2. Thank you Tee for the super informative, pictures and step by step instructions for building a cucumber trellis. I really appreciate you taking the time to post this. I am so excited to get started. I am trying to build a trellis for my new Goji berry vine also. Maybe I will use a version of the cucumber trellis. Thank you so so much.

    Toni

    • Hi Toni – Thank you so much for your kind words. I hope you found the post useful in your garden.

      This trellis isn’t the prettiest thing you’ve ever seen, but it works great, costs very little to make, and has lasted me for almost four seasons now. I should be able to get another four or five seasons from it :)

  3. Tee, yours is a great trellis idea. I am using thin wire fencing (like chicken wire only it has larger rectangle openings) and conduit for my trellis.

  4. Hi Sky – I’m still using this trellis and it’s going strong. It was originally built in 2009.

    The wire fencing and conduit sounds like a terrific idea. It should work really well and last several years. The larger rectangular holes are perfect for being able to reach in to harvest the cucumbers!

  5. Thanks so much for posting this! I made a modified version of this entirely out of stuff that I had lying around the house/yard. It’s 12 feet wide with one support in the center. Instead of stringing the clothesline I stapled a plastic mesh to it. It’s wonderfully sturdy and I can’t wait to have my cucumbers, pole beans and peas growing up it!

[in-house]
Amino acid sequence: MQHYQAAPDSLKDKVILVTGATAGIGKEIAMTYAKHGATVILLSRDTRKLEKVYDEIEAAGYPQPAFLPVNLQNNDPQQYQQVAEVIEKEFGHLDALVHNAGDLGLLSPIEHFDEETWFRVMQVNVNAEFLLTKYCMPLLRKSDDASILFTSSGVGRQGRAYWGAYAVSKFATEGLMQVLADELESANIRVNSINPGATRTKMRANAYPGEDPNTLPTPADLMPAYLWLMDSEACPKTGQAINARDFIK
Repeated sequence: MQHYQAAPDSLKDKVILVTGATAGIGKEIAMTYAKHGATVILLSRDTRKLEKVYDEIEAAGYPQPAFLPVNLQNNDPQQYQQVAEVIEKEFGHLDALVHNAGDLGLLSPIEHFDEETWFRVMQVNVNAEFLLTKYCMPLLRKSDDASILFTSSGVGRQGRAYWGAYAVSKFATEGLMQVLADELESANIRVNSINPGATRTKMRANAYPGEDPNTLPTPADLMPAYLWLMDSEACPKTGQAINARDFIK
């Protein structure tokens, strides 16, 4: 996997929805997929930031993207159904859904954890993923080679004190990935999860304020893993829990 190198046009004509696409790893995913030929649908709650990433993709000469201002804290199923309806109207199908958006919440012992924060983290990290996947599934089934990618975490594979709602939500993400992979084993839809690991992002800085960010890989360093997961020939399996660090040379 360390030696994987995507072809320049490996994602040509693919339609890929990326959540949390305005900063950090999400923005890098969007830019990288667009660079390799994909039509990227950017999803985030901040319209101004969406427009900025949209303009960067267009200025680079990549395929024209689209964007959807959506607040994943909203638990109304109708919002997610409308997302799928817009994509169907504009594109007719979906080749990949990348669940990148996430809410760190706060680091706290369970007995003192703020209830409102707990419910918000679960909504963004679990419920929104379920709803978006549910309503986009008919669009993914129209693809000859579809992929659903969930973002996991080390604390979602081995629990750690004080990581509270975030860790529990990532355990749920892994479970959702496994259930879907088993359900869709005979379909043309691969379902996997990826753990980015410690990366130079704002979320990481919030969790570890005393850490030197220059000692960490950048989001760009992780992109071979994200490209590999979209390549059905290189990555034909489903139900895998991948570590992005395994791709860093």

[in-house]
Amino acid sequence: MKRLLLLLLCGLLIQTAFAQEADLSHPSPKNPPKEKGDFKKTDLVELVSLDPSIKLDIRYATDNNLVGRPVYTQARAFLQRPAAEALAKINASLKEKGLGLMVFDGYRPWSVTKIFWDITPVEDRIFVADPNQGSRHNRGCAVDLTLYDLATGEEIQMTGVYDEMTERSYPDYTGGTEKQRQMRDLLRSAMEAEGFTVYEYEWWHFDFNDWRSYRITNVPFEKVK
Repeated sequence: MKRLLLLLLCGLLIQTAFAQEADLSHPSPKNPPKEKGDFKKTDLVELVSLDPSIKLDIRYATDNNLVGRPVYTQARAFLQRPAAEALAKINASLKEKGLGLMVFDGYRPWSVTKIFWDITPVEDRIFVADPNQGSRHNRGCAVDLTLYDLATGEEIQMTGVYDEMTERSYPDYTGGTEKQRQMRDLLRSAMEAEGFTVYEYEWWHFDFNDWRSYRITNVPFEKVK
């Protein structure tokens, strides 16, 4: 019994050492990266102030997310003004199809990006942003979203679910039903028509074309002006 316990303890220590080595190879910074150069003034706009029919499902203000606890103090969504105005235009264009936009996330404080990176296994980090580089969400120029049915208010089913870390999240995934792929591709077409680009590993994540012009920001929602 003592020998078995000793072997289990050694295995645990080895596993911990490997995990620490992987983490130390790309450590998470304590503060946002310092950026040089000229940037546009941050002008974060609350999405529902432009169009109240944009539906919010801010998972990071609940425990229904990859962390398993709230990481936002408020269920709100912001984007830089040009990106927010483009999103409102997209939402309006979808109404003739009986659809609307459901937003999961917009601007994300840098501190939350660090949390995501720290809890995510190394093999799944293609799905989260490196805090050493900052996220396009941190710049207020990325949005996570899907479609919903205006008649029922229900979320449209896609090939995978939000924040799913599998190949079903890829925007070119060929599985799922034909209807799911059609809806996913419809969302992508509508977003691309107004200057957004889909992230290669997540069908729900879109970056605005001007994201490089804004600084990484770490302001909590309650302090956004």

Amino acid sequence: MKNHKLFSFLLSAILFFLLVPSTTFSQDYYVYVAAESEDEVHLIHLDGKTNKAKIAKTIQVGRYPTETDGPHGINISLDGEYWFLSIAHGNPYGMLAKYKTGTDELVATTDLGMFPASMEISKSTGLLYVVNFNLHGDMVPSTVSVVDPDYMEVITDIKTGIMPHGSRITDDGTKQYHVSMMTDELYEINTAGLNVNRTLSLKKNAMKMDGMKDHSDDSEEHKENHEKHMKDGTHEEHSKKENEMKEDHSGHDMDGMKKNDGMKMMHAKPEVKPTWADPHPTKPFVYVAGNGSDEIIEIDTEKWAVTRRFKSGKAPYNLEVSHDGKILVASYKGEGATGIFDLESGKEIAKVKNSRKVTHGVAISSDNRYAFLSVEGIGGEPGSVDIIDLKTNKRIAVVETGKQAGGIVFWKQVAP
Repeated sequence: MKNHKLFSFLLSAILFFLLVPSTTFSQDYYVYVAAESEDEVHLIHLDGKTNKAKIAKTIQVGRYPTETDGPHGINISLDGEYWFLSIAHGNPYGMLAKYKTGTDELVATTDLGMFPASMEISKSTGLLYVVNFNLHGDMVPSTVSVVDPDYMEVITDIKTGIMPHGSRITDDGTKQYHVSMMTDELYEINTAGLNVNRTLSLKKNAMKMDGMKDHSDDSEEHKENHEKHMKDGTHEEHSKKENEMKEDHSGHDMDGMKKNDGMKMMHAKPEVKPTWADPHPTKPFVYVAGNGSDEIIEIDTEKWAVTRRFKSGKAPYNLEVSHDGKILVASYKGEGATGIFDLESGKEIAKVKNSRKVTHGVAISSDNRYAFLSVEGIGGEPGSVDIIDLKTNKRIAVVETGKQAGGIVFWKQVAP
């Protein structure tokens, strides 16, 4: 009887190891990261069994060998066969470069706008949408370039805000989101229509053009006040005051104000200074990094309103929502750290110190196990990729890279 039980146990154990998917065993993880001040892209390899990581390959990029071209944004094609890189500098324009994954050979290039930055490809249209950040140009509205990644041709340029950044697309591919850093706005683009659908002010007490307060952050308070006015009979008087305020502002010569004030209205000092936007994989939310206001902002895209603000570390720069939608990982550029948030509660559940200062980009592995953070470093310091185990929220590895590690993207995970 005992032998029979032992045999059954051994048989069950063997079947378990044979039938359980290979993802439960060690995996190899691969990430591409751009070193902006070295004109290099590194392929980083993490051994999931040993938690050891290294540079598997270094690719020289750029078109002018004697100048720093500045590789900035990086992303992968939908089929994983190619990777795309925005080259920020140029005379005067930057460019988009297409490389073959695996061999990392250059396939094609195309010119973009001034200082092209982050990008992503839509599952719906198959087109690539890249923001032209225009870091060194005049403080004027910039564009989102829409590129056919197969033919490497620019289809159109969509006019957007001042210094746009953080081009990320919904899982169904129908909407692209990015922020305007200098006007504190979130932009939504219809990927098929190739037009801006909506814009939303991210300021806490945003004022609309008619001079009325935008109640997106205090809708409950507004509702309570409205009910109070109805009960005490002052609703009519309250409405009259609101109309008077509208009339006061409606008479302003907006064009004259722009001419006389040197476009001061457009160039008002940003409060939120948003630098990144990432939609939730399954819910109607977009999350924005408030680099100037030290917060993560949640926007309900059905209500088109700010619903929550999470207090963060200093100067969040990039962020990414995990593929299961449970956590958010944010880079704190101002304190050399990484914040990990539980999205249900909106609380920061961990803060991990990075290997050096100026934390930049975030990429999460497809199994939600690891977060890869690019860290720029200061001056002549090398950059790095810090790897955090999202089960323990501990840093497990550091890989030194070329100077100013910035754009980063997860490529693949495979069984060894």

6. What a brilliantly simple idea. I think even I can build this. Thank you.

    • Hi Kim – thanks! It is pretty easy to put together. You don’t even have to use wood. You can use PVC piping or whatever you have around the house.

      The one I built is not the prettiest thing in the world (And may re-do it next season) but it works really well. :)

  7. Hi there, I struggled with my cucumbers trailing all over the place and taking up so much space in my polytunnel last year. I have just made your cucumber trellis. Looks good. Will put it in place tomorrow. Thanks.

    • Hi Muriel! I’m glad you were able to use the instruction here to build your own cucumbers trellis. I think you and your cucumbers will enjoy it. It has worked well for me the past couple of seasons.

      Here’s to an awesome crop of delicious cucumbers!

  8. Shanelle says:

    Hi All,

    I am BRAND NEW to gardening. I recently got a garden in the community garden in my neighborhood. I planted my cucumbers a while ago. I did not realize they needed a trellis to grow. Now, I am freaking out. What do I do? Right now my cucumbers are planted next to my peas. Can the cucumbers and peas share a trellis. I am thinking of a trellis that looks like a tee-pee. Cucumbers on one side and peas on the other. It looks like I am going to have to re-plant my peas. I put a trellis about 2-3 inches away from the peas so it looks like my peas are dying off now. If, they can share a trellis, this would be a great time to move them (the cucumbers that are planted in the other box…all the other plants died off). All you gardening experts let me know your opinions. I am open to suggestions. Right now, I am winging it. :)